10 Worst Self-Editing Mistakes that Writers Make and How to Avoid Them
It’s not an easy task to make your writing sound professional and easy to read. In most cases, you have to edit your piece several times before sending it to your audience or editor for the final time. Several self-editing mistakes will affect the quality of your sentences and eventually cause problems with accuracy and grammar.
Everyone makes mistakes when they are editing their first draft. Whether you are an experienced writer or just starting out, always something can be improved on in a text Everyone has trouble with editing, whether it be spelling, grammatical errors, typos, or even content gaps. However, not all of these errors are the same. There are many different types of mistakes writers make when they edit their work, and here are ten of them – teach yourself how to avoid them.
Explain these self-editing mistakes and their solutions:
1) Spelling mistakes and typos
One of the most common mistakes that amateur writers make is spelling and grammar errors. While it is important to proofread your work for typos, spelling mistakes can be even more damaging to a piece. If you are unsure that your spelling or grammar is correct, use a spell checker before submitting anything or making your write-up public. Undoubtedly, it is hard to read through a piece of work without encountering some mistakes. You cannot help it; your brain just has difficulty processing the words as they come out. But while spelling errors are inevitable, they’re not something you should let slide by.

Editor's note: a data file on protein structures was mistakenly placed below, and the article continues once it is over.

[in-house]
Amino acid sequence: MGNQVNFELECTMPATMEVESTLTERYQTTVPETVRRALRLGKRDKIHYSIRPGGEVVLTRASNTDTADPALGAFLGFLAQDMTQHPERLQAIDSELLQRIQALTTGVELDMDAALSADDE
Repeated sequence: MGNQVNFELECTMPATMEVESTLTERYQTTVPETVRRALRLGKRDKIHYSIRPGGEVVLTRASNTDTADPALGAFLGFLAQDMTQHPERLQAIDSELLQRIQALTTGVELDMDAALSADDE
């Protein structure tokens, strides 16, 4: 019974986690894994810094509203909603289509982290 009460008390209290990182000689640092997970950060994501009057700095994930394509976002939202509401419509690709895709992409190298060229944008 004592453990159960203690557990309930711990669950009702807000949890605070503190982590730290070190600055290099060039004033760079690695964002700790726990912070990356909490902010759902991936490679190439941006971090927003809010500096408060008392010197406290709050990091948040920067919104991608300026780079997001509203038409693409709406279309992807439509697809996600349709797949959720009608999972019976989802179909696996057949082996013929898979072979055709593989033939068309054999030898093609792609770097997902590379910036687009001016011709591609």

Here is how to avoid them:
Spell check your document before you hit “save.” If you do not, then it’s all too easy to miss something spelled correctly, but it looks like it should be spelled differently (or vice versa).
Just do this once or twice, and you’ll catch most of your errors before they reach publication.
If you are still having trouble with spelling, try making an audio recording of yourself reading the document aloud. Then listen back to it and try correcting any misused or misspelled words. This can be particularly helpful when writing long articles or other documents that use a lot of complex terminology or tricky syntax (like essays).
2) Wrong citation and references
This is a common mistake among first-time writers, especially those writing independently. Also a mistake can be hard to fix once it has been made. If you have already submitted your article, check the references section of your manuscript for any mistakes. Citation errors are among the most common self-editing mistakes writers make. Double-check the entry in the reference list before submitting it if you are citing an author for an article or book review. You may also need to check if there are any errors in the entry itself — for example, if there was a typo or mislabeling of a term used.
3) Writing above the word limit
If your writing is too long, it might be difficult to edit out unnecessary words without losing important information. To avoid this problem, reduce redundancies and use shorter sentences whenever possible. The word limit for many journals is 2,500 words; however, this does not include the title or abstract.